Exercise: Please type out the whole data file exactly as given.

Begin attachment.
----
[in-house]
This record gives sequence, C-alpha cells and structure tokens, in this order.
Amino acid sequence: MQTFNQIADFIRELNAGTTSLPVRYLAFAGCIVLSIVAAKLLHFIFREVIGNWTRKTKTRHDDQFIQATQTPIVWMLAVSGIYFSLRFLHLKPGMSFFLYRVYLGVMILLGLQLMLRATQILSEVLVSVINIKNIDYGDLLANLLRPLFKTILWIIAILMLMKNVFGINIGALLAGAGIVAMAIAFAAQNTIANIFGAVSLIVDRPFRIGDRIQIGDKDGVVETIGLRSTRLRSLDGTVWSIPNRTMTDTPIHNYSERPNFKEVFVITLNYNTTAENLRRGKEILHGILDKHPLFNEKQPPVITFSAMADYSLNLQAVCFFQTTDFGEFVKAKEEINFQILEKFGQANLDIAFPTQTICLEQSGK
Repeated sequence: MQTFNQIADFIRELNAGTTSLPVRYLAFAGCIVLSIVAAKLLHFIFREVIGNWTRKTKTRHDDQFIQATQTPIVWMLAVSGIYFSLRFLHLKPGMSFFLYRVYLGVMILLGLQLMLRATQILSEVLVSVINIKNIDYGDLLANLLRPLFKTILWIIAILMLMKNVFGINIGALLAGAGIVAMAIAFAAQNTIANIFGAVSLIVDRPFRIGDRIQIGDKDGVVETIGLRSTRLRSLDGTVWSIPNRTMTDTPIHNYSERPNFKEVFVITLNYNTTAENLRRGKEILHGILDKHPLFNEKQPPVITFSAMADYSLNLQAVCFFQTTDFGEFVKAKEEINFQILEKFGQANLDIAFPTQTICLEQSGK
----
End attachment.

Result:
[in-house]
This record gives sequence, C-alpha cells and structure tokens, in this order.
Amino acid sequence: MQTFNQIADFIRELNAGTTSLPVRYLAFAGCIVLSIVAAKLLHFIFREVIGNWTRKTKTRHDDQFIQATQTPIVWMLAVSGIYFSLRFLHLKPGMSFFLYRVYLGVMILLGLQLMLRATQILSEVLVSVINIKNIDYGDLLANLLRPLFKTILWIIAILMLMKNVFGINIGALLAGAGIVAMAIAFAAQNTIANIFGAVSLIVDRPFRIGDRIQIGDKDGVVETIGLRSTRLRSLDGTVWSIPNRTMTDTPIHNYSERPNFKEVFVITLNYNTTAENLRRGKEILHGILDKHPLFNEKQPPVITFSAMADYSLNLQAVCFFQTTDFGEFVKAKEEINFQILEKFGQANLDIAFPTQTICLEQSGK
Repeated sequence: MQTFNQIADFIRELNAGTTSLPVRYLAFAGCIVLSIVAAKLLHFIFREVIGNWTRKTKTRHDDQFIQATQTPIVWMLAVSGIYFSLRFLHLKPGMSFFLYRVYLGVMILLGLQLMLRATQILSEVLVSVINIKNIDYGDLLANLLRPLFKTILWIIAILMLMKNVFGINIGALLAGAGIVAMAIAFAAQNTIANIFGAVSLIVDRPFRIGDRIQIGDKDGVVETIGLRSTRLRSLDGTVWSIPNRTMTDTPIHNYSERPNFKEVFVITLNYNTTAENLRRGKEILHGILDKHPLFNEKQPPVITFSAMADYSLNLQAVCFFQTTDFGEFVKAKEEINFQILEKFGQANLDIAFPTQTICLEQSGK